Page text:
Newspaper of The New York Herald, July 12, 1847, Page 1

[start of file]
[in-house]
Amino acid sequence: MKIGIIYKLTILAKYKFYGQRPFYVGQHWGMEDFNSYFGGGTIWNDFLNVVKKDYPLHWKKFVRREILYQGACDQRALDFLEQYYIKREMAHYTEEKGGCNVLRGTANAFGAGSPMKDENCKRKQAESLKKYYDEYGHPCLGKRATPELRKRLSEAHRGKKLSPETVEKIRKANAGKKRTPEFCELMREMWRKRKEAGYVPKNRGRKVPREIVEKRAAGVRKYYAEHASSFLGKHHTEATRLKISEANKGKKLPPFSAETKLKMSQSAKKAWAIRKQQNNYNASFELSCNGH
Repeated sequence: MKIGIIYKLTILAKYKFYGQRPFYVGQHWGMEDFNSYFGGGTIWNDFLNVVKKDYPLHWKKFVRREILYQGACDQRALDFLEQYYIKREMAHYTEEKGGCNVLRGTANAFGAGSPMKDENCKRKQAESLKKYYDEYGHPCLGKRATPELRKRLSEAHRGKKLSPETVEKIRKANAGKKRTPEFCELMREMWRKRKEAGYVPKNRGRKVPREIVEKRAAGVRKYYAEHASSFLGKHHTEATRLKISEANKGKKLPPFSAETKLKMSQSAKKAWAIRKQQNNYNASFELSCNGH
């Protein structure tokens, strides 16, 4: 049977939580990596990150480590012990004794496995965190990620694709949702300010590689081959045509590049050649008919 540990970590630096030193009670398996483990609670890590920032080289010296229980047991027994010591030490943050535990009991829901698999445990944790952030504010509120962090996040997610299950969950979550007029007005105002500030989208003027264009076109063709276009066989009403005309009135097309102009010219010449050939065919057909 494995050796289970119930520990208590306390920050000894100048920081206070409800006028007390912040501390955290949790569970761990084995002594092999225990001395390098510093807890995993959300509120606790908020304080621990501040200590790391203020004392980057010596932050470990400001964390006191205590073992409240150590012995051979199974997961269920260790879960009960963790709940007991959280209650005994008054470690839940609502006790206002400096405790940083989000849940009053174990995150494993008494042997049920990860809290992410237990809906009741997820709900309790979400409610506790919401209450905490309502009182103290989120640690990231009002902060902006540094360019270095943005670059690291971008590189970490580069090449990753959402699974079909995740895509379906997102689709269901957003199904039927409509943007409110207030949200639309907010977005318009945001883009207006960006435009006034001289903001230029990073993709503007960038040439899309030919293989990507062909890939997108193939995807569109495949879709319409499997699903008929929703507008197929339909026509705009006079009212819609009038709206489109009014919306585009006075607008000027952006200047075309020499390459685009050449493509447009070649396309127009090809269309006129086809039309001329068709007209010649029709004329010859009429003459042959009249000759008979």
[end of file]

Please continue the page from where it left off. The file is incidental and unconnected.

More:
Newspaper of The New York Herald dated July 12, 1847 Page 1